'End of the line': Man loses leg to superbug after routine knee operation
Originally published on The Telegraph
A British man has had his leg amputated after contracting a superbug infection following what should have been a routine knee replacement.
He is one of a growing number of NHS patients for whom common operations are going horribly wrong because of the rise of antibiotic resistance.
Paul Tilley, 68, a former catering manager from Dalton in North Yorkshire, had his right leg removed before Christmas.
He contracted the bug after a simple knee replacement.
Doctors battled to fight the infection over the course of six years and a series of follow-up operations but without success.
“The doctors don’t tell you you need a leg amputation – you have to take the decision yourself. But after six years of pain and not being able to live my life it was the only choice,” he says.
Mr Tilley is one of a growing number of NHS patients to have fallen victim to the epidemic of antibiotic resistance that has been building over the last few years.
Data suggests there are at least 2000 superbug-related deaths in the UK each year, many linked to common but invasive operations such as hip and knee replacements.
Professor Dame Sally Davies, the Chief Medical Officer for England, warned in The Telegraph last year of a dark future for modern medicine unless the blight of antibiotic resistance could be tackled.
She predicted a future “where the types of intervention we routinely deliver today, such as caesarean sections, chemotherapy and hip replacements become extremely dangerous… due to drug resistant infections”.
Officials estimate that at the current rate, 10 million people a year will die worldwide by 2050 because of the rise of superbugs.
Mr Tilley problems began almost as soon as his knee was replaced.
“Within a matter of days I was in the most tremendous pain. I was shaking and vomiting. The nurses had to call the surgeon out in the middle of the night because they didn’t know what to do with me,” he said.
His medical notes show a series of infections set in, including the superbugs meticillin-resistant Staphylococcus aureus (MRSA) and Enterobacter cloacae. He received a wide range of antibiotics and endured three follow-up knee replacements but the infections could not be killed off. Surgeons even tried an artificial knee coated in silver, a metal known for its anti-bacterial properties.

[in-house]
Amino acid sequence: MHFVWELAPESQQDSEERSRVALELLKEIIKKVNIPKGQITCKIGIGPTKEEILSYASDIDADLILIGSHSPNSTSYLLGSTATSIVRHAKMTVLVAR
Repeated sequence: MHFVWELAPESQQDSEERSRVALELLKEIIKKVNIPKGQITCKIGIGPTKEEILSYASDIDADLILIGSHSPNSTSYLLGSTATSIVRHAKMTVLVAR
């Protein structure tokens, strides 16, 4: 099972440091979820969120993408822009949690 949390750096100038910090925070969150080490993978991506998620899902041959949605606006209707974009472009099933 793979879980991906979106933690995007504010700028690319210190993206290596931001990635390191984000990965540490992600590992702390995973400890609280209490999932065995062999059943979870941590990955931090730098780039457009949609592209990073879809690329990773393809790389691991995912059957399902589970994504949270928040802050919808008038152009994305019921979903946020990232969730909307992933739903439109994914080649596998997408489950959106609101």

Mr Tilley said last week he had never heard of superbugs or antibiotic resistance before his first operation. Now he has become an expert, losing track of the the number of different antibiotics he has taken orally and by drip over the last few years.
“It’s like a row of soldiers. You knock one infection down but then another one pops up. You go home and you feel okay but then it’s all hiding there underneath the skin.
“It starts off as a little pimple or a red spot and then the skin turns black and gets swollen and incredibly painful,” he says.
The pain of the infection was the worst thing, said Mr Tilley. It was so intense during a walking holiday in Spain he considered throwing himself off a mountain path. In the end he opted to have his leg amputated.
“Between the microbiologist and the surgeon you could see they were fighting their way through this. They didn’t know what to do with me. There are no antibiotics for this – this is the end of the line,” he said.
John Williams, an infectious diseases consultant at James Cook Hospital in Middlesbrough, said Mr Tilley had various resistant infections over the years.
“If you look at the figures on knee replacements about two per cent become infected – it’s a bit higher for the second knee and a bit higher for the third knee.
“The more operations a patient has there is less and less bone and soft tissue for the surgeon to work with so the replacements become that much more difficult,” he said.
“When bone becomes infected you need to get high concentrations of antibiotics into it and not all oral antibiotics achieve that. And if you have a resistant organism it becomes harder because you have a limited number of options. The infections are treatable but you don’t have as many choices and you end up relying on drugs from the 1950s and 60s,” he says.
What Mr Tilley has gone through is still rare, says Dr Williams, but resistant infections are not.
“The numbers are going up and up. There’s a straight correlation between the number of antibiotics we use and the number of resistant infections,” he says.
Mr Tilley underwent the amputation in November and nearly two months later his stump is healing well and he is looking forward to having a prosthesis fitted in the next few months.
Paradoxically, he says he will be more mobile without his leg – he has spent much of the last six years using sticks and crutches to get about and has been heavily reliant on his wife, Andrea.
He says adjusting to life as an amputee will be hard but once he gets the hang of his prosthesis he hopes to be back to his previous, active self.